On warnings against liturgical prayers

A couple of years ago I picked up a copy of Celtic Daily Prayer, a great book of daily prayers and readings published by the Northumbia Community. When my copy arrived in the mail (purchased used on Amazon), I removed the dust jacket and discovered the outside had been attacked with a Sharpie. The inside too had some warnings in place.




Apparently the previous owner felt it necessary to warn future owners of the danger of abandoning scripture in favor of, well, preselected scripture and liturgical prayers. They also are apparently not too keen on the NRSV, which apparently was devised by the sons of Cain, or perhaps a “serpent Jew”.

I share this just because I think it’s kind of funny and because as a book lover, it’s fun to find hidden treasures left by previous owners.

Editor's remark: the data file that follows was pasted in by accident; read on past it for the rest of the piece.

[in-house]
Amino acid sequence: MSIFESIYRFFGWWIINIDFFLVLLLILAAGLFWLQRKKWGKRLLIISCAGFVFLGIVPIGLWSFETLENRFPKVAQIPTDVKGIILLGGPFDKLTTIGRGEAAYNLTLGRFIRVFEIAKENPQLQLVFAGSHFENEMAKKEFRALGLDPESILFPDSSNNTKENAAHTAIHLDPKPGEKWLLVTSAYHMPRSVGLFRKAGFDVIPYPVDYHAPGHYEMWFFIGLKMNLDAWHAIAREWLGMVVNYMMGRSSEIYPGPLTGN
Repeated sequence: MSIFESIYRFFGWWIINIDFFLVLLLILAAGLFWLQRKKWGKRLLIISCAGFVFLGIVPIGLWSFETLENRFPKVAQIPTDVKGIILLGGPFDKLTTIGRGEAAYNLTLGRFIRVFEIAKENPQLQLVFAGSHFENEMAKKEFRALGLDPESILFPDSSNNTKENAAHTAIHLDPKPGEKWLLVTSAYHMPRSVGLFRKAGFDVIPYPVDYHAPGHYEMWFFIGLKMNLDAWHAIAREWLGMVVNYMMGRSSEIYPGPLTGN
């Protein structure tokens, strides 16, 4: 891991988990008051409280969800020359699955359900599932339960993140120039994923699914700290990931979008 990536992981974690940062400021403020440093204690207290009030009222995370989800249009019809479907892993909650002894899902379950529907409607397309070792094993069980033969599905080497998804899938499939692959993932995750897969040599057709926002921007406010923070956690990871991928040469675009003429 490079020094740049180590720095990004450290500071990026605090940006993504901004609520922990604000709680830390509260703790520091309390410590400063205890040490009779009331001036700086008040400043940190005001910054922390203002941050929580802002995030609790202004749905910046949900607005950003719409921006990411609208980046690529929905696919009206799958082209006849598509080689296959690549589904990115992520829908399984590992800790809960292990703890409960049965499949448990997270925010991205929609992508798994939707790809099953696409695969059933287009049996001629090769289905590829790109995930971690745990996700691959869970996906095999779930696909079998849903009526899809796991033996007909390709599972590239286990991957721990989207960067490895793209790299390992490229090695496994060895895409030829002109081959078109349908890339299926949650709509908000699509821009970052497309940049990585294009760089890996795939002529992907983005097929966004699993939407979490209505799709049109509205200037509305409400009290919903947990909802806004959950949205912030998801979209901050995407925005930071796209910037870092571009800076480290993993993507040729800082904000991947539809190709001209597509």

This made me think though – what a relatively recent idea to warn people not to fall back on liturgical prayers. My children just studied Gutenberg in their history lessons. Before his time, nearly 1500 years after the time of Christ, very few people on earth had access to a bible for use in personal devotions. What did they fall back on? Liturgical prayers and scraps of the best memorized passages – exactly the sort of thing you find in a prayer book like this. Oh such a step backward to return to their unenlightened ways! I’m not so convinced. It sounds too much like the “dark ages” myth all over again. Recently, I have been encouraged by using a prayer book for daily devotions rather than raw scripture reading, which is very hit and miss. Of course I still study the bible – for all kinds of things, but it’s been helpful to be shown another way to pray and meditate. The constraint is a comfort.